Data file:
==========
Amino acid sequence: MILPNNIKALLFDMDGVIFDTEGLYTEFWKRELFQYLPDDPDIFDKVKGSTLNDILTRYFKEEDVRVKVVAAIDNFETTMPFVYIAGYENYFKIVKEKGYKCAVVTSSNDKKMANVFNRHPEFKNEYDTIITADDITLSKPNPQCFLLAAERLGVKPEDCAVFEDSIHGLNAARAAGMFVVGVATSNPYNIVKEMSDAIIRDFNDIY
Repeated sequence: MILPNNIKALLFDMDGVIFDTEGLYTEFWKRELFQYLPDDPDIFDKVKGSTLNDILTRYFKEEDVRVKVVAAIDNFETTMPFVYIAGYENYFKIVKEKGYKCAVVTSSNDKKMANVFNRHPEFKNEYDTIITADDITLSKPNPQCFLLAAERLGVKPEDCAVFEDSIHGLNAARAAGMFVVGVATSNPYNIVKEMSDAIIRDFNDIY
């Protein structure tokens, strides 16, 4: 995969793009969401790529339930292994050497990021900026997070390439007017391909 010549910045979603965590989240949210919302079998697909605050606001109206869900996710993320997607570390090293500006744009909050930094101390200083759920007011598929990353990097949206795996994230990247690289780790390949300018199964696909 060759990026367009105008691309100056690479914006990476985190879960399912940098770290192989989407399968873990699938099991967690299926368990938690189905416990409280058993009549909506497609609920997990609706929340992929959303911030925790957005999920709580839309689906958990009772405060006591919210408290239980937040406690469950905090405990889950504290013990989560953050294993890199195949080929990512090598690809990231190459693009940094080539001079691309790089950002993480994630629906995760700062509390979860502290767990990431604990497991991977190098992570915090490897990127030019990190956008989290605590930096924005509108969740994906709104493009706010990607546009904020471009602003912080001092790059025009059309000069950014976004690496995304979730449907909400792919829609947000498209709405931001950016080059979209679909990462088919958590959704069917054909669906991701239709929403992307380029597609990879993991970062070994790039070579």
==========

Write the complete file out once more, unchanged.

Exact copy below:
Amino acid sequence: MILPNNIKALLFDMDGVIFDTEGLYTEFWKRELFQYLPDDPDIFDKVKGSTLNDILTRYFKEEDVRVKVVAAIDNFETTMPFVYIAGYENYFKIVKEKGYKCAVVTSSNDKKMANVFNRHPEFKNEYDTIITADDITLSKPNPQCFLLAAERLGVKPEDCAVFEDSIHGLNAARAAGMFVVGVATSNPYNIVKEMSDAIIRDFNDIY
Repeated sequence: MILPNNIKALLFDMDGVIFDTEGLYTEFWKRELFQYLPDDPDIFDKVKGSTLNDILTRYFKEEDVRVKVVAAIDNFETTMPFVYIAGYENYFKIVKEKGYKCAVVTSSNDKKMANVFNRHPEFKNEYDTIITADDITLSKPNPQCFLLAAERLGVKPEDCAVFEDSIHGLNAARAAGMFVVGVATSNPYNIVKEMSDAIIRDFNDIY
């Protein structure tokens, strides 16, 4: 995969793009969401790529339930292994050497990021900026997070390439007017391909 010549910045979603965590989240949210919302079998697909605050606001109206869900996710993320997607570390090293500006744009909050930094101390200083759920007011598929990353990097949206795996994230990247690289780790390949300018199964696909 060759990026367009105008691309100056690479914006990476985190879960399912940098770290192989989407399968873990699938099991967690299926368990938690189905416990409280058993009549909506497609609920997990609706929340992929959303911030925790957005999920709580839309689906958990009772405060006591919210408290239980937040406690469950905090405990889950504290013990989560953050294993890199195949080929990512090598690809990231190459693009940094080539001079691309790089950002993480994630629906995760700062509390979860502290767990990431604990497991991977190098992570915090490897990127030019990190956008989290605590930096924005509108969740994906709104493009706010990607546009904020471009602003912080001092790059025009059309000069950014976004690496995304979730449907909400792919829609947000498209709405931001950016080059979209679909990462088919958590959704069917054909669906991701239709929403992307380029597609990879993991970062070994790039070579």